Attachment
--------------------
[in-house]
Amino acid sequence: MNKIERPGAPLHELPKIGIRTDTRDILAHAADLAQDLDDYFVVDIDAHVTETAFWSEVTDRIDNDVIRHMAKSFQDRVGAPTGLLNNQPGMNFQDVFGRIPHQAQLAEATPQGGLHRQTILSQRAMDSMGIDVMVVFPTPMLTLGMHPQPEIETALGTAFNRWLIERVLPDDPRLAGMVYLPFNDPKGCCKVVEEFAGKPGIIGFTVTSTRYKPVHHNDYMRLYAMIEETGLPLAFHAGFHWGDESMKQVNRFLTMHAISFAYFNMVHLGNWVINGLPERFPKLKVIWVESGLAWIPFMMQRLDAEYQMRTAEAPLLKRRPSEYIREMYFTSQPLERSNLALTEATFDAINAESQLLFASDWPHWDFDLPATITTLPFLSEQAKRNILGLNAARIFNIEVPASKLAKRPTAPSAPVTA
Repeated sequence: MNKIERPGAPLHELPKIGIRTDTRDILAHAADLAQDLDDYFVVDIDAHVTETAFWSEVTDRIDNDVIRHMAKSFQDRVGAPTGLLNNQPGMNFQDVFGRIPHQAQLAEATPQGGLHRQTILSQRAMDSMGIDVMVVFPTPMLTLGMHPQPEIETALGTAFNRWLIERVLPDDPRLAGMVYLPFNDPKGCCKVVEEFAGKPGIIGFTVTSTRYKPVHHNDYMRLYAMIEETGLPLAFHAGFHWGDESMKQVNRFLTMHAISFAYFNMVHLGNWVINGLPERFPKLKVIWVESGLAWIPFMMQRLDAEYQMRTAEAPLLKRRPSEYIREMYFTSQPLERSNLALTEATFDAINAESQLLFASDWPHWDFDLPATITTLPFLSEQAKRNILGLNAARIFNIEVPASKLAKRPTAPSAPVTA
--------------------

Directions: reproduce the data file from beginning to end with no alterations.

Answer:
[in-house]
Amino acid sequence: MNKIERPGAPLHELPKIGIRTDTRDILAHAADLAQDLDDYFVVDIDAHVTETAFWSEVTDRIDNDVIRHMAKSFQDRVGAPTGLLNNQPGMNFQDVFGRIPHQAQLAEATPQGGLHRQTILSQRAMDSMGIDVMVVFPTPMLTLGMHPQPEIETALGTAFNRWLIERVLPDDPRLAGMVYLPFNDPKGCCKVVEEFAGKPGIIGFTVTSTRYKPVHHNDYMRLYAMIEETGLPLAFHAGFHWGDESMKQVNRFLTMHAISFAYFNMVHLGNWVINGLPERFPKLKVIWVESGLAWIPFMMQRLDAEYQMRTAEAPLLKRRPSEYIREMYFTSQPLERSNLALTEATFDAINAESQLLFASDWPHWDFDLPATITTLPFLSEQAKRNILGLNAARIFNIEVPASKLAKRPTAPSAPVTA
Repeated sequence: MNKIERPGAPLHELPKIGIRTDTRDILAHAADLAQDLDDYFVVDIDAHVTETAFWSEVTDRIDNDVIRHMAKSFQDRVGAPTGLLNNQPGMNFQDVFGRIPHQAQLAEATPQGGLHRQTILSQRAMDSMGIDVMVVFPTPMLTLGMHPQPEIETALGTAFNRWLIERVLPDDPRLAGMVYLPFNDPKGCCKVVEEFAGKPGIIGFTVTSTRYKPVHHNDYMRLYAMIEETGLPLAFHAGFHWGDESMKQVNRFLTMHAISFAYFNMVHLGNWVINGLPERFPKLKVIWVESGLAWIPFMMQRLDAEYQMRTAEAPLLKRRPSEYIREMYFTSQPLERSNLALTEATFDAINAESQLLFASDWPHWDFDLPATITTLPFLSEQAKRNILGLNAARIFNIEVPASKLAKRPTAPSAPVTA